Cold Stress – Working outdoors in the cold weather

Four factors contribute to cold stress:

  • cold temperatures
  • high or cold wind
  • dampness
  • cold water

A cold environment forces the body to work harder to maintain its core temperature of 98.6­°F.  Cold air, water, and snow all draw heat from the body.  When in a cold environment, most of your body’s energy is used to keep your internal temperature warm.  Over time, your body will begin to shift blood flow from extremities (hands, feet, arms, and legs) and outer skin to the core (chest and abdomen).  Two common cold stress conditions are hypothermia and frost bite.


Hypothermia is a medical emergency that occurs when the body loses heat faster than it can produce heat, causing a dangerously low body temperature.  Normal body temperature is around 98.6°F (37°C).  Hypothermia occurs as your body temperature falls below 95°F (35°C).

Signs & Symptoms

  • Shivering cold stress- hypothermia signs
  • Slurred speech or mumbling
  • Slow, shallow breathing
  • Weak pulse
  • Clumsiness or lack of coordination
  • Drowsiness or very low energy
  • Confusion or memory loss
  • Loss of consciousness

Someone with hypothermia usually isn’t aware of his or her condition because the symptoms often begin gradually.  Also, the confused thinking associated with hypothermia prevents self-awareness.  The confused thinking can also lead to risk-taking behavior.


For mild hypothermia, move to a warm area and remove wet clothing.  Drink warm (not hot) sugary beverages such as sports drinks.  Avoid caffeine and alcohol.  For moderate to severe hypothermia seek medical assistance.  While waiting for emergency help to arrive, gently move the person inside if possible.  Jarring movements can trigger dangerous irregular heartbeats.  Carefully remove his or her wet clothing, replacing it with warm, dry coats or blankets covering all extremities.

Frost Bite

Frost bite is an injury caused by freezing of the skin and underlying tissues.  Frost bite is most common on the fingers, toes, nose, ears, cheeks and chin.  Exposed skin in cold, windy weather is most vulnerable to frost bite.  However frost bite can occur on skin covered by gloves or other clothing.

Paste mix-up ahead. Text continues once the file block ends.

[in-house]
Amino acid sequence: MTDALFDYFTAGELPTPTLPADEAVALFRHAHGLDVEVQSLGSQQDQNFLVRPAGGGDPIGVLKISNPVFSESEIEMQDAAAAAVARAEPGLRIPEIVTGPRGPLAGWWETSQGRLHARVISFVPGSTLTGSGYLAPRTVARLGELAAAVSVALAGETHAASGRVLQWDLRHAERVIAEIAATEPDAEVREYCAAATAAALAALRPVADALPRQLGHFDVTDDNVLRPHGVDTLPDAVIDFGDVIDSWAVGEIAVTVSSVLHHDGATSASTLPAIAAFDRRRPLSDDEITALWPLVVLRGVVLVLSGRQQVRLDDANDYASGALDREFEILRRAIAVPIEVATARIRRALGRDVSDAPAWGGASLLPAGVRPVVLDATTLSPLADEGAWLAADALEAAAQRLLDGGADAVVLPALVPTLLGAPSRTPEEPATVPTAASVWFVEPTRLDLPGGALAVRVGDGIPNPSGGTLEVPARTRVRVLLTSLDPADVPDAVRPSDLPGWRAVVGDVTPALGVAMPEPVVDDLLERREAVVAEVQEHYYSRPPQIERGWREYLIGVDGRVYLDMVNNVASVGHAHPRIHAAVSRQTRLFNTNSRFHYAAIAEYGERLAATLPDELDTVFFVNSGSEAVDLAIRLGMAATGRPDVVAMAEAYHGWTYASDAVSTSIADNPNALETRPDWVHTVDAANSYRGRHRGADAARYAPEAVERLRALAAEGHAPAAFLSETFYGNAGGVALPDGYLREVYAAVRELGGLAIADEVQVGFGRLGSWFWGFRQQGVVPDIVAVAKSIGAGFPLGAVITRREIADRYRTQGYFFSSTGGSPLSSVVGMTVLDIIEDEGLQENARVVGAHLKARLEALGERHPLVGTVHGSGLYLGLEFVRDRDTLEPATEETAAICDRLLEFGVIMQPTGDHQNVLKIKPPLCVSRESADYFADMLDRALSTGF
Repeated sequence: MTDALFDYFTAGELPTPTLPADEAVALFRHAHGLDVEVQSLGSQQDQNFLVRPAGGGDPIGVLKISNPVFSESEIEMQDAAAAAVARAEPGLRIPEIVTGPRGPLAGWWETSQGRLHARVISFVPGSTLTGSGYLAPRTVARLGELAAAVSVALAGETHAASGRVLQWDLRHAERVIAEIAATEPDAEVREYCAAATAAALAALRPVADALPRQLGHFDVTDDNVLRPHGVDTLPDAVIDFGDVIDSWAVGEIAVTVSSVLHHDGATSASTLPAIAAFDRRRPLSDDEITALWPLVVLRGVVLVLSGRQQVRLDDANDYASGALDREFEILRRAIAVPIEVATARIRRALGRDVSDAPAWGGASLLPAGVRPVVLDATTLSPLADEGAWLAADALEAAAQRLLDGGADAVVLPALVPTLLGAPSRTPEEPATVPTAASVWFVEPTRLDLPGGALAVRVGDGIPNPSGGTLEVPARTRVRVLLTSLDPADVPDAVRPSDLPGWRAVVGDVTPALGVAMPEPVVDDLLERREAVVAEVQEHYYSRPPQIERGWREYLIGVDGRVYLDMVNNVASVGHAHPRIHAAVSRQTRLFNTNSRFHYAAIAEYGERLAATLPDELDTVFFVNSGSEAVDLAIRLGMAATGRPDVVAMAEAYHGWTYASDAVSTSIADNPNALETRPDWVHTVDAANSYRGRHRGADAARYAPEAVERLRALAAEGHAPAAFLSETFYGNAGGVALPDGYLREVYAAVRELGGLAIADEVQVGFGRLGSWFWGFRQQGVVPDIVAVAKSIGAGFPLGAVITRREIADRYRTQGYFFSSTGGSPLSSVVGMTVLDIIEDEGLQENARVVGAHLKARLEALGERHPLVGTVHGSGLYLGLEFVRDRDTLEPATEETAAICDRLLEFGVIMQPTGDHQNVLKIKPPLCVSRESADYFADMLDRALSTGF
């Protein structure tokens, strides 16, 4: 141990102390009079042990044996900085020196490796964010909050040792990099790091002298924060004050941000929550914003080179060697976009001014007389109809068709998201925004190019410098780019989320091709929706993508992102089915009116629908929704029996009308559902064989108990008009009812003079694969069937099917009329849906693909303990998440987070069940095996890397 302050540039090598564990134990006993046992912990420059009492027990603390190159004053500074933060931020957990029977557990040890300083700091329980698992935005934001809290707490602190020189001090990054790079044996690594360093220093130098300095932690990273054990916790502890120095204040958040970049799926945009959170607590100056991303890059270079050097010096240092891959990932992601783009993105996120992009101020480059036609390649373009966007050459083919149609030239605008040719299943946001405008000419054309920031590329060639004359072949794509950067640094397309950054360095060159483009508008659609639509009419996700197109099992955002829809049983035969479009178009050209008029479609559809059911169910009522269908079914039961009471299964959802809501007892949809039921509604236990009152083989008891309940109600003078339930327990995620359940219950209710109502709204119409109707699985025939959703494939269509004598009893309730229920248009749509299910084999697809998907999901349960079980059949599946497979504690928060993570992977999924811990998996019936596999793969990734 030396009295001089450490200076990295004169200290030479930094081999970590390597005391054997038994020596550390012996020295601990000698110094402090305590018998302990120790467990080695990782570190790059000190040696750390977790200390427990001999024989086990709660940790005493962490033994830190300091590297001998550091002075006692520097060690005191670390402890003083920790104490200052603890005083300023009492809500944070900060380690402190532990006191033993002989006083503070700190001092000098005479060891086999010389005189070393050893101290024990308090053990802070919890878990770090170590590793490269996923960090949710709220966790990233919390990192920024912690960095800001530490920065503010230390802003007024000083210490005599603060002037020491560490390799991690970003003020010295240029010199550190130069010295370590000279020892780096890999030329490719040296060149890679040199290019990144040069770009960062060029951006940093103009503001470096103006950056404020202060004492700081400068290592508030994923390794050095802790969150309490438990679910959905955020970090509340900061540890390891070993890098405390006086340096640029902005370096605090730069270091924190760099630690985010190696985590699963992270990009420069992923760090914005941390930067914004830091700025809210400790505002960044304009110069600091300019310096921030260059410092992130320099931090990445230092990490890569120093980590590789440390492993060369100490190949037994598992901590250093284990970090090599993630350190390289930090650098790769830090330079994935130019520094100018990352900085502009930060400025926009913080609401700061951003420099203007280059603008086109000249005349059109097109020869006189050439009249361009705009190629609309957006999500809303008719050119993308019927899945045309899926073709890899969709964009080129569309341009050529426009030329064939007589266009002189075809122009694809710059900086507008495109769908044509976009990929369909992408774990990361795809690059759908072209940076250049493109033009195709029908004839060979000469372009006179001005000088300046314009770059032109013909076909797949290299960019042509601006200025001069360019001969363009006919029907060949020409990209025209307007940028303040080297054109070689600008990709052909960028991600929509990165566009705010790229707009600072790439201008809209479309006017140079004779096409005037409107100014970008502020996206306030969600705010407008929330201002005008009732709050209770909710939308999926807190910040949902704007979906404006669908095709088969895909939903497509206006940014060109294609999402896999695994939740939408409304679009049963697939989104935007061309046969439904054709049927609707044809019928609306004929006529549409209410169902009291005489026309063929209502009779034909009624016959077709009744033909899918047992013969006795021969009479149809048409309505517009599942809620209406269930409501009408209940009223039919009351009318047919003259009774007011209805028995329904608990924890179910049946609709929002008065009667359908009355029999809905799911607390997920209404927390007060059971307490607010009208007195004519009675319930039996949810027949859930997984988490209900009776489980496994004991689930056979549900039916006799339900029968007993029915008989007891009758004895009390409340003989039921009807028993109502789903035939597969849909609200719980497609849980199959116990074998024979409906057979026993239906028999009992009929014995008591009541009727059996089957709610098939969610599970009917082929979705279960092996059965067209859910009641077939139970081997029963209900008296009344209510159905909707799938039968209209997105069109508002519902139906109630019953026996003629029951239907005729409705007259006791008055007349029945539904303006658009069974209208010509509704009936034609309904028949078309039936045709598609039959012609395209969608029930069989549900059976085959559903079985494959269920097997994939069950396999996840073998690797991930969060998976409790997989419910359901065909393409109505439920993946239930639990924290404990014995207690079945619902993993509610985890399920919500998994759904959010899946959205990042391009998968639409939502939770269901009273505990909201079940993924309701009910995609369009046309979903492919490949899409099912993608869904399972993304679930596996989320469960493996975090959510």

• At first, cold skin and prickling feelingcold stress - frostbite stages
  • Numbness
  • Red, white, bluish-white or grayish-yellow skin
  • Hard or waxy-looking skin
  • Clumsiness due to joint and muscle stiffness
  • Blistering after rewarming, in severe cases


Mild cases can be treated with gradual warming.  Severe cases require medical care to prevent complications.  Resist the urge to place cold hands or feet in a tub of hot water.  Instead, soak the affected hands and feet in warm water (104°F to 107°F), or place a washcloth with warm water on the affected area that can’t be submerged, like nose and ears, for at least 30 minutes.  Your skin should start to heal quickly.  As it thaws, it may get red.  You may also feel painful stinging or prickling sensations, like “pins and needles.”  If uncertain of the severity, seek medical assistance immediately.

Prevention of Cold Stress

  • Wear at least three layers of clothing: the base layer with moisture wicking properties to draw the sweat away from your body; the second layer should be made of breathable material that will help to insulate the body such as fleece; and the outermost windproof and waterproof layer to offer protection from the elements.
  • Wear a hat such as a good knit cap or a ski mask.
  • Wear insulated boots or other footwear sized appropriately.  Tight-fitting footwear restricts blood flow, as can wearing too many socks.
  • Wear insulated gloves sized appropriately, especially when contacting metallic surfaces and tool handles.
  • If you get hot while working, open your jacket, but keep hats and gloves on.
  • Keep a change of dry clothing available in case work clothes become wet.
  • Use the buddy system and try to work in pairs to keep an eye on each other and watch for signs of cold stress.
  • Avoid alcohol, certain medications and smoking.

Disclaimer: This content is not intended to be a substitute for professional medical advice, diagnosis, or treatment.  Always seek the advice of your physician or other qualified health provider with any questions you may have regarding a medical condition.